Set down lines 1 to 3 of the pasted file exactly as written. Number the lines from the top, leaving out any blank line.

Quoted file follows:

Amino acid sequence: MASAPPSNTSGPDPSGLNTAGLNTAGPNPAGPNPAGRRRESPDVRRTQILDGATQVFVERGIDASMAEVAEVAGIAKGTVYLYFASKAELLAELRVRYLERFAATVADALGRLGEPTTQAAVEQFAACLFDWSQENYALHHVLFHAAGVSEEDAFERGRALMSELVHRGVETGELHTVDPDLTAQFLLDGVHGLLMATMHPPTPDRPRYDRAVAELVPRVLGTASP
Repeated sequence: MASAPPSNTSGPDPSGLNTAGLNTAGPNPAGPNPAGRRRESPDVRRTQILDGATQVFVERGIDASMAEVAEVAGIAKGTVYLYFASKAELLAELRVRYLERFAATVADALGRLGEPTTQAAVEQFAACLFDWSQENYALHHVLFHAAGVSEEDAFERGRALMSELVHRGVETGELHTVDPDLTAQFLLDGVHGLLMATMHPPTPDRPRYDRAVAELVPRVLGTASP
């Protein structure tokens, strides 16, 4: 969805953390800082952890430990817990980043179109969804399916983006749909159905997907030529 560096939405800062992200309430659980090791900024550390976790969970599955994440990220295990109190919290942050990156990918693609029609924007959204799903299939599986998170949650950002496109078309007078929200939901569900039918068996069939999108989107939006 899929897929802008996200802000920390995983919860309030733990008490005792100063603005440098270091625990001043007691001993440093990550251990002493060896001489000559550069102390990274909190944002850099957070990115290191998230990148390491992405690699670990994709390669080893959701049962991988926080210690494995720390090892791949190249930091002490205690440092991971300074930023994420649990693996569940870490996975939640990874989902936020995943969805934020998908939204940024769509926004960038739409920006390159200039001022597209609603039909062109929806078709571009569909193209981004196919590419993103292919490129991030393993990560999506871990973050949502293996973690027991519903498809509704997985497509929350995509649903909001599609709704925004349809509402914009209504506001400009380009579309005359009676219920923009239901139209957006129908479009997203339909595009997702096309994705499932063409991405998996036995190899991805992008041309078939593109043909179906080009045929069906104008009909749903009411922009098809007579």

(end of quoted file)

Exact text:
Amino acid sequence: MASAPPSNTSGPDPSGLNTAGLNTAGPNPAGPNPAGRRRESPDVRRTQILDGATQVFVERGIDASMAEVAEVAGIAKGTVYLYFASKAELLAELRVRYLERFAATVADALGRLGEPTTQAAVEQFAACLFDWSQENYALHHVLFHAAGVSEEDAFERGRALMSELVHRGVETGELHTVDPDLTAQFLLDGVHGLLMATMHPPTPDRPRYDRAVAELVPRVLGTASP
Repeated sequence: MASAPPSNTSGPDPSGLNTAGLNTAGPNPAGPNPAGRRRESPDVRRTQILDGATQVFVERGIDASMAEVAEVAGIAKGTVYLYFASKAELLAELRVRYLERFAATVADALGRLGEPTTQAAVEQFAACLFDWSQENYALHHVLFHAAGVSEEDAFERGRALMSELVHRGVETGELHTVDPDLTAQFLLDGVHGLLMATMHPPTPDRPRYDRAVAELVPRVLGTASP
């Protein structure tokens, strides 16, 4: 969805953390800082952890430990817990980043179109969804399916983006749909159905997907030529 560096939405800062992200309430659980090791900024550390976790969970599955994440990220295990109190919290942050990156990918693609029609924007959204799903299939599986998170949650950002496109078309007078929200939901569900039918068996069939999108989107939006 899929897929802008996200802000920390995983919860309030733990008490005792100063603005440098270091625990001043007691001993440093990550251990002493060896001489000559550069102390990274909190944002850099957070990115290191998230990148390491992405690699670990994709390669080893959701049962991988926080210690494995720390090892791949190249930091002490205690440092991971300074930023994420649990693996569940870490996975939640990874989902936020995943969805934020998908939204940024769509926004960038739409920006390159200039001022597209609603039909062109929806078709571009569909193209981004196919590419993103292919490129991030393993990560999506871990973050949502293996973690027991519903498809509704997985497509929350995509649903909001599609709704925004349809509402914009209504506001400009380009579309005359009676219920923009239901139209957006129908479009997203339909595009997702096309994705499932063409991405998996036995190899991805992008041309078939593109043909179906080009045929069906104008009909749903009411922009098809007579």